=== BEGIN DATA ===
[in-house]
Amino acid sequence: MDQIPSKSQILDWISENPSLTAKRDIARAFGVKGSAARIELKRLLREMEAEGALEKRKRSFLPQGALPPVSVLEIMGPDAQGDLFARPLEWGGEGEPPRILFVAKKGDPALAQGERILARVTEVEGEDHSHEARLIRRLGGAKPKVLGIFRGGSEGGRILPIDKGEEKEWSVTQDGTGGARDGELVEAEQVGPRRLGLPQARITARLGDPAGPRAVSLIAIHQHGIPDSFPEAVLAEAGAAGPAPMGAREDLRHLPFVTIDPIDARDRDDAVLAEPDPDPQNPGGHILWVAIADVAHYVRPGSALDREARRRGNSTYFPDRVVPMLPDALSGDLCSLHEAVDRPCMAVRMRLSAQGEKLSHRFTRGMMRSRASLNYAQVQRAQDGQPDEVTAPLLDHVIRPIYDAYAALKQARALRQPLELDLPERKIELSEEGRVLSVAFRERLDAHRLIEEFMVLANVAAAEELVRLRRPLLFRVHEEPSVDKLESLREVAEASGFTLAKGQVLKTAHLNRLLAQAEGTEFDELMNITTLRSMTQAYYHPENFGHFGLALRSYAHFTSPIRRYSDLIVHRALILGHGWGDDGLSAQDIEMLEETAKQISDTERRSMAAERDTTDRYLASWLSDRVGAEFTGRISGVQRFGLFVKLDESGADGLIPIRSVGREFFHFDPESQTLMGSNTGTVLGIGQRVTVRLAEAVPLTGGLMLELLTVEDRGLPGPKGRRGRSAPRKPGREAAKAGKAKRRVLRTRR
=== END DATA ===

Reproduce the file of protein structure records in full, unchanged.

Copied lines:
[in-house]
Amino acid sequence: MDQIPSKSQILDWISENPSLTAKRDIARAFGVKGSAARIELKRLLREMEAEGALEKRKRSFLPQGALPPVSVLEIMGPDAQGDLFARPLEWGGEGEPPRILFVAKKGDPALAQGERILARVTEVEGEDHSHEARLIRRLGGAKPKVLGIFRGGSEGGRILPIDKGEEKEWSVTQDGTGGARDGELVEAEQVGPRRLGLPQARITARLGDPAGPRAVSLIAIHQHGIPDSFPEAVLAEAGAAGPAPMGAREDLRHLPFVTIDPIDARDRDDAVLAEPDPDPQNPGGHILWVAIADVAHYVRPGSALDREARRRGNSTYFPDRVVPMLPDALSGDLCSLHEAVDRPCMAVRMRLSAQGEKLSHRFTRGMMRSRASLNYAQVQRAQDGQPDEVTAPLLDHVIRPIYDAYAALKQARALRQPLELDLPERKIELSEEGRVLSVAFRERLDAHRLIEEFMVLANVAAAEELVRLRRPLLFRVHEEPSVDKLESLREVAEASGFTLAKGQVLKTAHLNRLLAQAEGTEFDELMNITTLRSMTQAYYHPENFGHFGLALRSYAHFTSPIRRYSDLIVHRALILGHGWGDDGLSAQDIEMLEETAKQISDTERRSMAAERDTTDRYLASWLSDRVGAEFTGRISGVQRFGLFVKLDESGADGLIPIRSVGREFFHFDPESQTLMGSNTGTVLGIGQRVTVRLAEAVPLTGGLMLELLTVEDRGLPGPKGRRGRSAPRKPGREAAKAGKAKRRVLRTRR